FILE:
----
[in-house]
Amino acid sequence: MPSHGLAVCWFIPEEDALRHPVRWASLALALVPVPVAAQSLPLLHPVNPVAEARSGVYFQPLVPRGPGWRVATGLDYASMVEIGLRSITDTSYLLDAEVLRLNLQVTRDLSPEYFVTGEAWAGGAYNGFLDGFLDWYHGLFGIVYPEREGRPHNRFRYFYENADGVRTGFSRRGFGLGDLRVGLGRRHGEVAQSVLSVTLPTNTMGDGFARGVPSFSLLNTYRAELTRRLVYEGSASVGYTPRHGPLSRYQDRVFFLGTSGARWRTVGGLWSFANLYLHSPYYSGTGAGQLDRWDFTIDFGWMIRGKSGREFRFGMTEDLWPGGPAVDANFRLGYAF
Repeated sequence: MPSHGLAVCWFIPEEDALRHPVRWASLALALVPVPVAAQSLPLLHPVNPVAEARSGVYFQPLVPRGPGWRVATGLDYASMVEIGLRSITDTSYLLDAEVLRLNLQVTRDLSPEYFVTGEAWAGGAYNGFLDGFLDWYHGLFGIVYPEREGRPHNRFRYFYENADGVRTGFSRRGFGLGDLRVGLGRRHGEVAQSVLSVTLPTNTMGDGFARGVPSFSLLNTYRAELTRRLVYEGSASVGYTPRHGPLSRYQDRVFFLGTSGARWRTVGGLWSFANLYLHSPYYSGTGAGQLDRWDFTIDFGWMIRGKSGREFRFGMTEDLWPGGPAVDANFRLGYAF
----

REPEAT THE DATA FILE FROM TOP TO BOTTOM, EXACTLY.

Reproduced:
[in-house]
Amino acid sequence: MPSHGLAVCWFIPEEDALRHPVRWASLALALVPVPVAAQSLPLLHPVNPVAEARSGVYFQPLVPRGPGWRVATGLDYASMVEIGLRSITDTSYLLDAEVLRLNLQVTRDLSPEYFVTGEAWAGGAYNGFLDGFLDWYHGLFGIVYPEREGRPHNRFRYFYENADGVRTGFSRRGFGLGDLRVGLGRRHGEVAQSVLSVTLPTNTMGDGFARGVPSFSLLNTYRAELTRRLVYEGSASVGYTPRHGPLSRYQDRVFFLGTSGARWRTVGGLWSFANLYLHSPYYSGTGAGQLDRWDFTIDFGWMIRGKSGREFRFGMTEDLWPGGPAVDANFRLGYAF
Repeated sequence: MPSHGLAVCWFIPEEDALRHPVRWASLALALVPVPVAAQSLPLLHPVNPVAEARSGVYFQPLVPRGPGWRVATGLDYASMVEIGLRSITDTSYLLDAEVLRLNLQVTRDLSPEYFVTGEAWAGGAYNGFLDGFLDWYHGLFGIVYPEREGRPHNRFRYFYENADGVRTGFSRRGFGLGDLRVGLGRRHGEVAQSVLSVTLPTNTMGDGFARGVPSFSLLNTYRAELTRRLVYEGSASVGYTPRHGPLSRYQDRVFFLGTSGARWRTVGGLWSFANLYLHSPYYSGTGAGQLDRWDFTIDFGWMIRGKSGREFRFGMTEDLWPGGPAVDANFRLGYAF